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UNESCO HIV and Health Education Clearinghouse

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  1. Supporting lesbian, gay and bisexual young people

    Recent changes in the law mean that we have a responsibility to support all young people - including those who are lesbian, gay or bisexual. This guide covers how adults can indicate to young people that they will be supportive of any young person who is lesbian, gay or bisexual, and how to respond if a young person comes out and how to support them once they have come out. It also provides top ten tips and features good practice examples from Stonewall Education Champions.

  2. Different families: the experiences of children with lesbian and gay parents

    This research provides pioneering understanding of the current experience of the children of lesbian and gay parents. Many come from families which look remarkably like everyone else's. However, their lived experience is often similar to that of so many black or Asian or Jewish children. It's the prejudices of others that cause them far more distress than their own personal or family characteristics. Having interviewed children as young as four, this study also provides groundbreaking insights into the existence of homophobia in Britain's schools, including primary schools. …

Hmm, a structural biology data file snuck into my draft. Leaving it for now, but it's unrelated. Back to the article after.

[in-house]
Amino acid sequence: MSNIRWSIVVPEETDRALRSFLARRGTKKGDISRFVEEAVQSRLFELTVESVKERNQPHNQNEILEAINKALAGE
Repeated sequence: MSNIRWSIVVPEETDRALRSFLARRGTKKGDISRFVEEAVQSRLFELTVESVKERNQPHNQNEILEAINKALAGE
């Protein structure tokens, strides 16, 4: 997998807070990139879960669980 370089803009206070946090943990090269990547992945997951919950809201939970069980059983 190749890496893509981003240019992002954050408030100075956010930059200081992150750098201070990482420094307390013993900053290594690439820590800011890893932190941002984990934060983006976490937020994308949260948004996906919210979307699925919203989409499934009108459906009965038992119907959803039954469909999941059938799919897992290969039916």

3. Tackling homophobia in schools

    Bullying causes permanent damage to young people and blights the schools and colleges where it takes place. One of the most invisible forms is homophobic bullying. But it's not just a gay issue. Homophobia affects all pupils and students - lesbian, gay, bisexual and straight. Anti-bullying campaigns need to understand and address this. Making all young people - regardless of their sexuality - feel included and valued is a major opportunity for our educational system to transform the lives of a significant number of pupils and students. …

  4. Celebrating difference: challenging homophobia in primary schools

    All children need to be prepared for life in 21st century Britain. All primary schools want children to learn and play in an environment where they can be themselves and can talk honestly about their families. Primary school teachers say that children can experience homophobic bullying and may use homophobic language in their schools. This document provides ten recommendations for primary schools on challenging homophobia.

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